On the day before departure Anna Grace and I pored and planned over the weather forecast, cruel mistress that she is. No Rain, Slight Rain, Sunny, and Everything in Between was predicted, except locusts, and so we packed accordingly. The only downside of our planning was that because of the forecast changing every time we looked at it, we decided not to advance purchase tickets for the very new WWII museum (entrance is limited); this worked against us, and we were not able to visit.

Our driver was at the airport with the, Ms. First Name Last Name-ski” sign and he promptly sped us like a lunatic to our hotel. When he realized that the “ski” part of my name really meant that I was one generation removed from the homeland and could barely speak my native tongue, sadness and silence filled the car.  My grandmother would be ashamed.

Sunlight dappled against the pastel colored buildings that seemed to be taken from the pages of a Copenhagen tourism booklet, and my iPhone proved a worthy recruit in snapping scenes. (My aging DSL has been acting funky lately so I patted it gently and left it at home, bringing only my iPhone to record the holiday.)  People (but not too many!) walked the cobbled lanes. Nordic, Scandinavian, German, and Polish words filled the air. Quartets playing familiar tunes echoed from the gates. We snapped and Ooohed. And snapped and Aaaahed. We also noticed several sailing crews moving about the town; later in the week these 82 crews would be competing in some racing event in the Gulf of Gdansk.

Across the river the S.S. Sołdek caught our attention. The freighter was the first to be built in the Gdansk Shipyard following the end of WWII, and was open for touring. We toured! The small ticket cost (a theme in Gdansk) was entirely worth being able to scramble about a former sea-going freighter now offering picturesque views of Gdansk (and the opportunity to ring the Captain’s Bell!) as well as to learn a little bit about Gdansk’s shipbuilding history.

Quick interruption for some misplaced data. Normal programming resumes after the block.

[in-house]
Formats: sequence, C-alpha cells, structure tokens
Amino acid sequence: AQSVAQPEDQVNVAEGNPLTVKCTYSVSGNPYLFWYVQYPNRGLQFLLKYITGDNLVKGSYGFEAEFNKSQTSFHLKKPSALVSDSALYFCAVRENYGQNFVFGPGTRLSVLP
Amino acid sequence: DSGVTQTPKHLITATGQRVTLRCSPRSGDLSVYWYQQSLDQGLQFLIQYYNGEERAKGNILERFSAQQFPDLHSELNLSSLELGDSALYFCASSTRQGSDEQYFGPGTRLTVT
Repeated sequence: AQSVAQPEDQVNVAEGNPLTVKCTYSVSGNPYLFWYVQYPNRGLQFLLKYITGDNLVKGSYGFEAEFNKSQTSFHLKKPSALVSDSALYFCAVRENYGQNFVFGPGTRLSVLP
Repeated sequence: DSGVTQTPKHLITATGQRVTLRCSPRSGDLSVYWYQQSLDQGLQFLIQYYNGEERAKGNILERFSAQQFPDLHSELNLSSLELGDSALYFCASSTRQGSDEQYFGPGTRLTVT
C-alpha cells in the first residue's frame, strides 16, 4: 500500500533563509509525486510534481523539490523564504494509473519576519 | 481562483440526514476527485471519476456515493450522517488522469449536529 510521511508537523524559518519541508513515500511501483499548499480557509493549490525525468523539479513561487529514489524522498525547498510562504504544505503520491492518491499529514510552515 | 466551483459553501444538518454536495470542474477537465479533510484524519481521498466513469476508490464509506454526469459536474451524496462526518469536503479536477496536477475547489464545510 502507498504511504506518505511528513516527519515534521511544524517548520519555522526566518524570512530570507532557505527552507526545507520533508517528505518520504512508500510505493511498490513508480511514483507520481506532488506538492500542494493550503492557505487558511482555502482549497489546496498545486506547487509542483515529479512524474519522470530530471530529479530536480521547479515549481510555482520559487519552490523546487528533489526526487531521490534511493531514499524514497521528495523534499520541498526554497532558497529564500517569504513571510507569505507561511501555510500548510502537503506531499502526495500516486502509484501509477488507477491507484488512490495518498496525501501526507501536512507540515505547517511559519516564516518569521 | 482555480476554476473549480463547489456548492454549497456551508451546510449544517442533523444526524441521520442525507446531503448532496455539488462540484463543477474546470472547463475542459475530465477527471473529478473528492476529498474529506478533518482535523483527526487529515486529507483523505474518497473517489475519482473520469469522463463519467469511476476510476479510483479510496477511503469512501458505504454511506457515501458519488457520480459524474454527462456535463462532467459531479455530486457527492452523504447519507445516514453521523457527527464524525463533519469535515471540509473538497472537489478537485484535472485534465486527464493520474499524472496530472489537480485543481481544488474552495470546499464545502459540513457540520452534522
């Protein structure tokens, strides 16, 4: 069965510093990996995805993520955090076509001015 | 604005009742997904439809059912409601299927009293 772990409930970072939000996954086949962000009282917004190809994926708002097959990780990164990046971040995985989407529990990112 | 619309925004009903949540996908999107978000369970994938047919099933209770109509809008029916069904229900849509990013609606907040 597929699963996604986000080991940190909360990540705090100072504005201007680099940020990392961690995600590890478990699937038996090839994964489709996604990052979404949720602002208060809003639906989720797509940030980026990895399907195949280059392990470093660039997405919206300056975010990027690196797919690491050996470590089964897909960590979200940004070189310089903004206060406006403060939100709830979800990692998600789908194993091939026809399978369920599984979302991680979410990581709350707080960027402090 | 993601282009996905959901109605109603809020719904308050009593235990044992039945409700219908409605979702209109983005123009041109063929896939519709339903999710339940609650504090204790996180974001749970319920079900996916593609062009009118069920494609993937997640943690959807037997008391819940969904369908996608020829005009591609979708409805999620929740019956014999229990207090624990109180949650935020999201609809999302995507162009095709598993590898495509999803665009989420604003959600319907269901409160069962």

The S.S. Sołdek had a Combat Dog, Crewman Pedro.

We awoke the following morning only to a slight threat of rain, and with the temperature expected to reach 16℃. This day we decided would be our outing to Malbork Castle. We dressed in light jeans and brought along umbrellas, which meant, of course, that the day turned out to be 24℃ with bright sunshine! No complaints, just bemusement over why “Weather Forecaster” is a salaried profession.

Malbork Castle rates as one of the most impressive castles we have ever toured, and is deserving of its title as the “heart” of Poland, we think. Castle visitors outnumbered Gdansk visitors, but with 52 acres to roam crowding was a non-issue. The audio guide, provided with the terribly low ticket cost informed our nearly 3 hour self-guided tour into and out of various wings, up and down staircases and back and forth across the courtyard and gardens. Over lunch we debated which we were most impressed with: the castle, or its history, or the love of the Polish people who spent decades restoring the castle after the war.

Malbork Castle at the end of WWII.

Taking advantage of the sunny day, we departed Malbork for Sopot. By this time in the late afternoon, though, the temperature had dropped considerably and the winds were gusting along the coast; at the end of the pier (the longest in Europe) we could spy the sails of the boats in the competition, perhaps conducting trials or something.  Would we have regretted not visiting Sopot? Likely not, though it filled the last couple of hours in the day pleasantly.